We who are Christians have a further cause for joy: like Jesus, we know that we are loved by God our Father. This love transforms our lives and fills us with joy. It makes us see that Jesus did not come to lay burdens upon us. He came to teach us what it means to be fully happy and fully human. Therefore, we discover joy when we discover truth–the truth about God our Father, the truth about Jesus our Saviour, the truth about the Holy Spirit who lives in our hearts. -Pope Saint John Paul II (source)
Joy Does Not Depend on Our Feelings
When you Google “Saint quotes about joy,” the name you’ll see pop up the most frequently is a very familiar one: Saint Teresa of Calcutta. To most people, this probably isn’t surprising. Mother Teresa founded the Missionaries of Charity! She knew exactly what her vocation and calling was! She was recognized and beloved by millions during her life! The ingredients for joy certainly seem to be there, don’t they?
But, as we know now, Mother Teresa’s spiritual life was not marked by the consolation and encouragement that everyone assumed it was. On the contrary, she endured over fifty years of spiritual darkness. “Love—the word—it brings nothing. I am told God lives in me—and yet the reality of darkness and coldness and emptiness is so great that nothing touches my soul,” she once wrote to her spiritual director.
And yet, these words are hers as well:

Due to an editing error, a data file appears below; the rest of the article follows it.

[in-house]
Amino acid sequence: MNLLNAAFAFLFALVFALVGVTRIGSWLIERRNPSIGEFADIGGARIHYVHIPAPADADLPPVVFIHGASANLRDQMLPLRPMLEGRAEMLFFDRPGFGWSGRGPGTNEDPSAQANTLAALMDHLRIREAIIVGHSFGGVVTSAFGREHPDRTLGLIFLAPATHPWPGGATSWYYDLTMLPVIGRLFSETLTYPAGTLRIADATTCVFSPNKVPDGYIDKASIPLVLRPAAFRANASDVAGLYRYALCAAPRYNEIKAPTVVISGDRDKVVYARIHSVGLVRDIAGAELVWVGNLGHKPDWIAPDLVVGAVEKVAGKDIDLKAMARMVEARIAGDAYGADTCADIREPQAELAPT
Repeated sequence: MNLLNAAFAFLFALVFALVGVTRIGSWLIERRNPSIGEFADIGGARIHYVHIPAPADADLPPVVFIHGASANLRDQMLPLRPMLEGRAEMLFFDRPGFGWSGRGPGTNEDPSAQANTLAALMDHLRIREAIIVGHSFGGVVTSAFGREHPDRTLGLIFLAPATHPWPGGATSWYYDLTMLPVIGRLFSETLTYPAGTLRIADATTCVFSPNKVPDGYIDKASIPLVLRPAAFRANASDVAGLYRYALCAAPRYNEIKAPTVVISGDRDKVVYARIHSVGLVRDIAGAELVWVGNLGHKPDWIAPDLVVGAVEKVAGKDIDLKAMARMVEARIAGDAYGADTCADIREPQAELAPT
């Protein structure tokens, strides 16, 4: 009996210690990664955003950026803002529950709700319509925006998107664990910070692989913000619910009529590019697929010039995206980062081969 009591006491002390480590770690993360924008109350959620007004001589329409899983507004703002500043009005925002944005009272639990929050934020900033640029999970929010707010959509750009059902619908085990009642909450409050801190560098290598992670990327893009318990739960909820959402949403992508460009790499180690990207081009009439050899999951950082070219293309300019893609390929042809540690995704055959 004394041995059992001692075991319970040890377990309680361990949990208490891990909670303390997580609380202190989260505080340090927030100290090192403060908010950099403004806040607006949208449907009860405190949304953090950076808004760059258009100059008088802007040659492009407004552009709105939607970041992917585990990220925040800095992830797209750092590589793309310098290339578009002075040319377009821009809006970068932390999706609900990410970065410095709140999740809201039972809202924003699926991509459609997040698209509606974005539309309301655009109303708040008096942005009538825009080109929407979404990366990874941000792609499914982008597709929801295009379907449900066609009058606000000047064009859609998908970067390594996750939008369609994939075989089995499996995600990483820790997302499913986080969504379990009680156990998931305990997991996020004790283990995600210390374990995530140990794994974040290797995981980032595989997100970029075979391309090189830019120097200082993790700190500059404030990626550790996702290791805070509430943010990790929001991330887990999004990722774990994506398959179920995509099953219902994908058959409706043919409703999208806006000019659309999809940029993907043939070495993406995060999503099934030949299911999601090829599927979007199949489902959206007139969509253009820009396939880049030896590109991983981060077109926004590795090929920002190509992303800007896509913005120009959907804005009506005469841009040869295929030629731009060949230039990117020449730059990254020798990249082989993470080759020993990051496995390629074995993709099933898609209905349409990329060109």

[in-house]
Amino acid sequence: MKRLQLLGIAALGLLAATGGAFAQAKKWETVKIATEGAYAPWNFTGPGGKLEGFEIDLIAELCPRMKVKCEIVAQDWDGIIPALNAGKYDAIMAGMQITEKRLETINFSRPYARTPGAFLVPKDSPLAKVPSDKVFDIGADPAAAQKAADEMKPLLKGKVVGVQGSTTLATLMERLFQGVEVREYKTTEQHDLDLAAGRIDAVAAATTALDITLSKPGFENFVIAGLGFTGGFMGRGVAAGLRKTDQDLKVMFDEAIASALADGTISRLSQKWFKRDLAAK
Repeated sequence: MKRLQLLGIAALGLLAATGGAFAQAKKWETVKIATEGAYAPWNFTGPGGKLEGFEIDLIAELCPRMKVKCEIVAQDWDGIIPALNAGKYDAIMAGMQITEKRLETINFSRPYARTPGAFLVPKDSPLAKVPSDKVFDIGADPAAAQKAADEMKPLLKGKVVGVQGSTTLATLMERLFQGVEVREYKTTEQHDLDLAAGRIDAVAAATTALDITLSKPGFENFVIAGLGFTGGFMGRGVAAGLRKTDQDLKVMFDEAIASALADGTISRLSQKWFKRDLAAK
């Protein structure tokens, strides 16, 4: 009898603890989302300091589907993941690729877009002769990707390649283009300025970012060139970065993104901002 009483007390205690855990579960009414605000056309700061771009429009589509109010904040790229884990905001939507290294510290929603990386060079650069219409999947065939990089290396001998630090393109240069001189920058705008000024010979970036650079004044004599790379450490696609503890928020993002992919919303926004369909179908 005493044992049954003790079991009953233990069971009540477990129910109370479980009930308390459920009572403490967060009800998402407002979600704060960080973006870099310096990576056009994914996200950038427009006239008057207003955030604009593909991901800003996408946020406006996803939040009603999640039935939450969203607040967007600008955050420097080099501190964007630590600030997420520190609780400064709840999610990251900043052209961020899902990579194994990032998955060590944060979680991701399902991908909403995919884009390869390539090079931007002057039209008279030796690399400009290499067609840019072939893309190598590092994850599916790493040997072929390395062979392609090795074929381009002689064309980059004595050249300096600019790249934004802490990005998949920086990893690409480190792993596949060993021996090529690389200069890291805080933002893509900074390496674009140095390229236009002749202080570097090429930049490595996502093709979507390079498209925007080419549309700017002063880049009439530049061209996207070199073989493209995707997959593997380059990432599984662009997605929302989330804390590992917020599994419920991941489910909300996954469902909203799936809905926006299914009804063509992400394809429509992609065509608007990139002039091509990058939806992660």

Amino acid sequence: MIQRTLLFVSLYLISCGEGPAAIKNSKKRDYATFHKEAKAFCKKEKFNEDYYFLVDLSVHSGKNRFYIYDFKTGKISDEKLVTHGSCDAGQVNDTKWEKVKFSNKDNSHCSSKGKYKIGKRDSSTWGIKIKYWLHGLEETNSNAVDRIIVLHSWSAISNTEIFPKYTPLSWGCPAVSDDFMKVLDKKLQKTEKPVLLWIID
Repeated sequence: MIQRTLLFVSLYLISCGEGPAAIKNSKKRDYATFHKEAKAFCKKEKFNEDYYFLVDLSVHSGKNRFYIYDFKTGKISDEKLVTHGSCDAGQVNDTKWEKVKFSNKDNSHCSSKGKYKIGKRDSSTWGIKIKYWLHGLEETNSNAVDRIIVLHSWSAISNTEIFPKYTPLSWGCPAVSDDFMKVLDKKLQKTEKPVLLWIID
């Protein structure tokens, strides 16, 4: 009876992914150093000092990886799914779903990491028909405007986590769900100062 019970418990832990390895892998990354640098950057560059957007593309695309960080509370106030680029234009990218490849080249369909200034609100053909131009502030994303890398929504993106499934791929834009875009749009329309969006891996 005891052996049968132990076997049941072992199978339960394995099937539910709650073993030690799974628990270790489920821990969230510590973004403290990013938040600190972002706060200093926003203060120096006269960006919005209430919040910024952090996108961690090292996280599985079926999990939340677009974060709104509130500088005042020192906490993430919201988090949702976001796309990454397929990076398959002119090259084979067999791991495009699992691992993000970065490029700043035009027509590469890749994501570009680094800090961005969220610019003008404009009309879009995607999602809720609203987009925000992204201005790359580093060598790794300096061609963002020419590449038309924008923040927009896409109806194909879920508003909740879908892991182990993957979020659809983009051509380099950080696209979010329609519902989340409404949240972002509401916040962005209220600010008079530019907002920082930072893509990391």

Never let anything so fill you with sorrow as to make you forget the joy of Christ risen.
To Love is to Choose
Saint Teresa may not have felt God’s presence, but she believed in Him, fiercely, wholeheartedly, and passionately. Her unwavering faith filled her with joy, even in the midst of the sickness and destitution she experienced daily in her ministry, and even in the decades of spiritual loneliness she endured. She fought the doubt that must have plagued her and trusted with all her heart that Jesus died for her, rose for her, and loved her, even when she felt nothingness in the moment.
That heroic faith turned into joy, and that joy inspired (and continues to inspire) the world. But most importantly, that faith made her a Saint.
When it seems most impossible to grasp, be unafraid to ask the Holy Spirit for more, more, and more joy. Especially in these months of winter, let’s pray for an outpouring of joy over the whole Blessed is She community.Finding Joy in the Midst of Winter (and Encouragement from the Saints) #BISblog // Click To Tweet
Lisa Kirk is a regular contributor to the BIS blog. She is a wife, mama, and writer in Raleigh, North Carolina. She loves city life, Sunday brunch, and the beauty she uncovers (almost) daily in her vocation. In between snuggling with her toddler and dating her handsome husband, she blogs about family, faith, and feminine style here.